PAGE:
There is no greater geometric solid than the simplex. It is the paragon of efficiency, the pinnacle of symmetry, and the prototype of simplicity. If the universe were not constructed of continuous coordinates, then surely it would be tiled by tessellations of simplices.

Indeed, simplices, or simplexes, arise in a wide range of geometrical problems and real-world applications. For instance, metallic alloys are described on a simplex to identify the constituent elements [1]. Zero-sum games in game theory and ecosystems in population dynamics are described on simplexes [2], and the Dantzig simplex algorithm is a central algorithm for optimization in linear programming [3]. Simplexes also are used in nonlinear minimization (amoeba algorithm), in classification problems in machine learning, and they also raise their heads in quantum gravity. These applications reflect the special status of the simplex in the geometry of high dimensions.

… It’s Simplexes all the way down!

The reason for their usefulness is the simplicity of their construction that guarantees a primitive set that is always convex. For instance, in any space of d-dimensions, the simplest geometric figure that can be constructed of flat faces to enclose a d-volume consists of d+1 points that is the d-simplex.

Or …

In any space of d-dimensions, the simplex is the geometric figure whose faces are simplexes, whose faces are simplexes, whose faces are again simplexes, and those faces are once more simplexes … And so on.

In other words, it’s simplexes all the way down.

**Simplex Geometry**

In this blog, I will restrict the geometry to the regular simplex. The regular simplex is the queen of simplexes: it is the equilateral simplex for which all vertices are equivalent, and all faces are congruent, and all sub-faces are congruent, and so on. The regular simplexes have the highest symmetry properties of any polytope. A polytope is the d-dimensional generalization of a polyhedron. For instance, the regular 2-simplex is the equilateral triangle, and the regular 3-simplex is the equilateral tetrahedron.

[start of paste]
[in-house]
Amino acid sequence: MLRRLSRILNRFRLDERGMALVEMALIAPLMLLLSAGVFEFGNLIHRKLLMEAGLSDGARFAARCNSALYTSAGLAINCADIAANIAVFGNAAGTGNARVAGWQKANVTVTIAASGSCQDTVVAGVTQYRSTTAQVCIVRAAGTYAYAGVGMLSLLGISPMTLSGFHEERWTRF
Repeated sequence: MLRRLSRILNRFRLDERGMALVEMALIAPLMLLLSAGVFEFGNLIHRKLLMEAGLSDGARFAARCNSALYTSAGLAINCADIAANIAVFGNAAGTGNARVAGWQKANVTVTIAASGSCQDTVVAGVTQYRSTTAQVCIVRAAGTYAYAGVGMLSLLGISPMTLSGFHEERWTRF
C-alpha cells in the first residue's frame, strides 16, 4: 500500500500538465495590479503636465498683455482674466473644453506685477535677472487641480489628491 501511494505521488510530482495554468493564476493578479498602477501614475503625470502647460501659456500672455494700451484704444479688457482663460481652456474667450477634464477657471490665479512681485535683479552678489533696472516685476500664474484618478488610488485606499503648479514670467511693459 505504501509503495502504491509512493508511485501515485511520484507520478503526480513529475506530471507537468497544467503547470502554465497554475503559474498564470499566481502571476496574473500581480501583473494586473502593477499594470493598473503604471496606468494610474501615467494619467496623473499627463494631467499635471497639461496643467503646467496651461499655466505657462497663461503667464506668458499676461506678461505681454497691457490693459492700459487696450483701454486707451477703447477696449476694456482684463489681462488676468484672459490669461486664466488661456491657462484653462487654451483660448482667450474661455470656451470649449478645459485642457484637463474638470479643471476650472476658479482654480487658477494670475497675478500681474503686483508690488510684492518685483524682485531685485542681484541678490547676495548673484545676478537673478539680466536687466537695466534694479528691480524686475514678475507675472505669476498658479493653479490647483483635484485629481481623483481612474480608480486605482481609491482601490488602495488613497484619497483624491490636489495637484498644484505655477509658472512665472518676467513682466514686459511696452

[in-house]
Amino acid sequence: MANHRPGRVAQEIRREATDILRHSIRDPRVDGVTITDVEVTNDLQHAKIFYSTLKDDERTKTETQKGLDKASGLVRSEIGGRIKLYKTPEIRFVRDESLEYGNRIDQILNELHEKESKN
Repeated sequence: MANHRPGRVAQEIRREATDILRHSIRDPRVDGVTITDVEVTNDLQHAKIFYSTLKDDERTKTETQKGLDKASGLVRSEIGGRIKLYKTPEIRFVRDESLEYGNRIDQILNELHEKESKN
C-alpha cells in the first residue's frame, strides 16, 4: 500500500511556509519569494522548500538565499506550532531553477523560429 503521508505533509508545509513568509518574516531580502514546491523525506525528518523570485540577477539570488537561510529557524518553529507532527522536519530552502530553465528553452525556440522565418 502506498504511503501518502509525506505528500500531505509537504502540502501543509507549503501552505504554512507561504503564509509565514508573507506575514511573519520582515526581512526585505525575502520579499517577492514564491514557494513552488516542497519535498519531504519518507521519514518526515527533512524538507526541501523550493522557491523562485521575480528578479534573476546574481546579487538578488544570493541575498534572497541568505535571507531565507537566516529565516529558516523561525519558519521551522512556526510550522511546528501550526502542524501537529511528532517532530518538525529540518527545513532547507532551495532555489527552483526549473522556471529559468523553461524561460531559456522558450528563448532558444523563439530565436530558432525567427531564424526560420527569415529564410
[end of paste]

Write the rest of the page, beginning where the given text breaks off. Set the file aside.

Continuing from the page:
The N-simplex is the high-dimensional generalization of the tetrahedron. It is a regular N-dimensional polytope with N+1 vertexes. Starting at the bottom and going up, the simplexes are the point (0-simplex), the unit line (1-simplex), the equilateral triangle (2-simplex), the tetrahedron (3-simplex), the pentachoron (4-simplex), the hexateron (5-simplex) and onward. When drawn on the two-dimensional plane, the simplexes are complete graphs with links connecting every node to every other node. This dual character of equidistance and completeness give simplexes their utility. Each node is equivalent and is linked to each other. There are N•(N-1)/2 links among N vertices, and there are (N-2)•(N-1)/2 triangular faces.

Construction of a d-simplex is recursive: Begin with a (d-1)-dimensional simplex and add a point along an orthogonal dimension to construct a d-simplex. For instance, to create a 2-simplex (an equilateral triangle), find the mid-point of the 1-simplex (a line segment)

Centered 1-simplex: (-1), (1)

add a point on the perpendicular that is the same distance from each original vertex as the original vertices were distant from each other

Off-centered 2-simplex: (-1,0), (1,0), (0, sqrt(3)/2)

Then shift the origin to the center of mass of the triangle

Centered 2-simplex: (-1, -sqrt(3)/6), (1, -sqrt(3)/6), (0, sqrt(3)/3)